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Innovation in Education: Chatham’s Financial Wellness Program

Sean McGreevey, PhD
Sean McGreevey, Ph.D.

As Assistant Dean for Career Development and a Certified Educator in Personal Finance, I’ve noticed that even our most savvy, empowered, and world ready students seemed to shoulder anxiety about their future. I thought we could help students formulate a battle plan for the “real world,” and that led to the creation of a new program called “Financial Wellness”. The ten-week program is open to undergraduate and graduate students, and 38 students have signed up since last fall.

It’s important to understand this concept of financial wellness. Most folks would call it financial literacy, and think about balancing their checking account, or calculating compound interest. That’s where this program is different.

Every week, we meet and focus on the myths that our society feeds us about money. Most notably, we discuss at length the myth surrounding the importance of a credit score.   Sure, you don’t want to have bad credit, but the debt industry spends $4,000,000,000 (that’s billions, folks) each year convincing you that your FICO score is an indication of your success in life. I want folks to buy things they can afford and live a life that isn’t dependent on debt.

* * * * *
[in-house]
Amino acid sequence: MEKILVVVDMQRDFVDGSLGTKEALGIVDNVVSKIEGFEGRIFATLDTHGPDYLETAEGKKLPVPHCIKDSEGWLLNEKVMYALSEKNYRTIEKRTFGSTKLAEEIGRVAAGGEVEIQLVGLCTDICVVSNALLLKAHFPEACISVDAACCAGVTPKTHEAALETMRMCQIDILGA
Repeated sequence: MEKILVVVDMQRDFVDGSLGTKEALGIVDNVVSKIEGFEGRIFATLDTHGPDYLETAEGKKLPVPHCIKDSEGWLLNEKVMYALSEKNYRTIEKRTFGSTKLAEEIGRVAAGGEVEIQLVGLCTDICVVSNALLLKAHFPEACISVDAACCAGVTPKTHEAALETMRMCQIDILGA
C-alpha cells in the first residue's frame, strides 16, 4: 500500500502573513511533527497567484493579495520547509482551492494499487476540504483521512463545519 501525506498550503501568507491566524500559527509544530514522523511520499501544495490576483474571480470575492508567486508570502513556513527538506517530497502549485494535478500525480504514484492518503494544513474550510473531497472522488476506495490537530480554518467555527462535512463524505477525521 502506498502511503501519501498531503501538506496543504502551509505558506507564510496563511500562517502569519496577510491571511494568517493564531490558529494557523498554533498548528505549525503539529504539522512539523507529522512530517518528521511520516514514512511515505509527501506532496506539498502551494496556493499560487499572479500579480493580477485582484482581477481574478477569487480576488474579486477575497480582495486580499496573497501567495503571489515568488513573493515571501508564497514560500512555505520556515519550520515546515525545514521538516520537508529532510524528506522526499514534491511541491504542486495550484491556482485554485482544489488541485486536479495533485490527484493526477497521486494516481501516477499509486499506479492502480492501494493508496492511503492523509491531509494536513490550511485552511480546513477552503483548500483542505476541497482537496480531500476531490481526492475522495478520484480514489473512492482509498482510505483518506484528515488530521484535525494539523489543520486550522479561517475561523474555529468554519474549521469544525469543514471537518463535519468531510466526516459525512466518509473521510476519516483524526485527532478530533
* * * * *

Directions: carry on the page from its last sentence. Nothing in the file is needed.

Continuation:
We talk about habits and attitudes more than we do math problems. Personal finance is not difficult. Making a plan and having the personal fortitude to make sacrifices and stick to it
is the hard part.

You will never be wealthy unless you live below your means and save. This requires dedication, sacrifice and the ability to tell yourself “no” when all you want is a Chipotle burrito.

Wealth isn’t about a fancy car or a chateau in the Alps—it’s about having options. I want our students to gain financial confidence. With that confidence, they can face whatever their situation happens to be, rather than letting the situation happen to them.

There are two takeaways that I want to impress upon students in Financial Wellness.

  1. You should save 15% of your income (no matter how small) and develop a savings habits. This will result in a chunk of cash that you can use for your “next move” account – transitioning to a new city, application fees for graduate school, etc.
  2. The first thing that many new college graduates do is run out and sign up for payments on a car they can’t afford. We talk about how to drive what’s reasonable for your situation and work your way into something that’s ideal.